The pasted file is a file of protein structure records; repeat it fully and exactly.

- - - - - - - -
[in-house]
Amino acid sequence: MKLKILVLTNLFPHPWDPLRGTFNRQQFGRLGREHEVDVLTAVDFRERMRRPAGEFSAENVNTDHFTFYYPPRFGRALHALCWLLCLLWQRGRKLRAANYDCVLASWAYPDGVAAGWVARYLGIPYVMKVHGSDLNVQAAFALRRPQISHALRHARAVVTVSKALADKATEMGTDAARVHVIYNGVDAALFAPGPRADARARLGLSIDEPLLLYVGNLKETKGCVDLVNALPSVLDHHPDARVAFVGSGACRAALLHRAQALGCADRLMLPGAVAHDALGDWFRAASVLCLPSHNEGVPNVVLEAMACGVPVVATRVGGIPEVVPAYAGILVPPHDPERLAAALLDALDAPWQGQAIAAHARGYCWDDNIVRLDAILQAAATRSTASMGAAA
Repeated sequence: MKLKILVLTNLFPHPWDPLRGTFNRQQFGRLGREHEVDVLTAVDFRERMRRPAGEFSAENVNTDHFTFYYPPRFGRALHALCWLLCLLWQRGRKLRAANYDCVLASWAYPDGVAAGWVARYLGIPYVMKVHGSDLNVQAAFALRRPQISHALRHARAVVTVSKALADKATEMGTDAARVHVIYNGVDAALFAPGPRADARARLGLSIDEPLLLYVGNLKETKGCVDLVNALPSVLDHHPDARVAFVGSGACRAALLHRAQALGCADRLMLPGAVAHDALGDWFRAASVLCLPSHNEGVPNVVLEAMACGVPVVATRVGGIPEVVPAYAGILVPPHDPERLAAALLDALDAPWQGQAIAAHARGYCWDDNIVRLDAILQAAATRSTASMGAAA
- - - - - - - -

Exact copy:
[in-house]
Amino acid sequence: MKLKILVLTNLFPHPWDPLRGTFNRQQFGRLGREHEVDVLTAVDFRERMRRPAGEFSAENVNTDHFTFYYPPRFGRALHALCWLLCLLWQRGRKLRAANYDCVLASWAYPDGVAAGWVARYLGIPYVMKVHGSDLNVQAAFALRRPQISHALRHARAVVTVSKALADKATEMGTDAARVHVIYNGVDAALFAPGPRADARARLGLSIDEPLLLYVGNLKETKGCVDLVNALPSVLDHHPDARVAFVGSGACRAALLHRAQALGCADRLMLPGAVAHDALGDWFRAASVLCLPSHNEGVPNVVLEAMACGVPVVATRVGGIPEVVPAYAGILVPPHDPERLAAALLDALDAPWQGQAIAAHARGYCWDDNIVRLDAILQAAATRSTASMGAAA
Repeated sequence: MKLKILVLTNLFPHPWDPLRGTFNRQQFGRLGREHEVDVLTAVDFRERMRRPAGEFSAENVNTDHFTFYYPPRFGRALHALCWLLCLLWQRGRKLRAANYDCVLASWAYPDGVAAGWVARYLGIPYVMKVHGSDLNVQAAFALRRPQISHALRHARAVVTVSKALADKATEMGTDAARVHVIYNGVDAALFAPGPRADARARLGLSIDEPLLLYVGNLKETKGCVDLVNALPSVLDHHPDARVAFVGSGACRAALLHRAQALGCADRLMLPGAVAHDALGDWFRAASVLCLPSHNEGVPNVVLEAMACGVPVVATRVGGIPEVVPAYAGILVPPHDPERLAAALLDALDAPWQGQAIAAHARGYCWDDNIVRLDAILQAAATRSTASMGAAA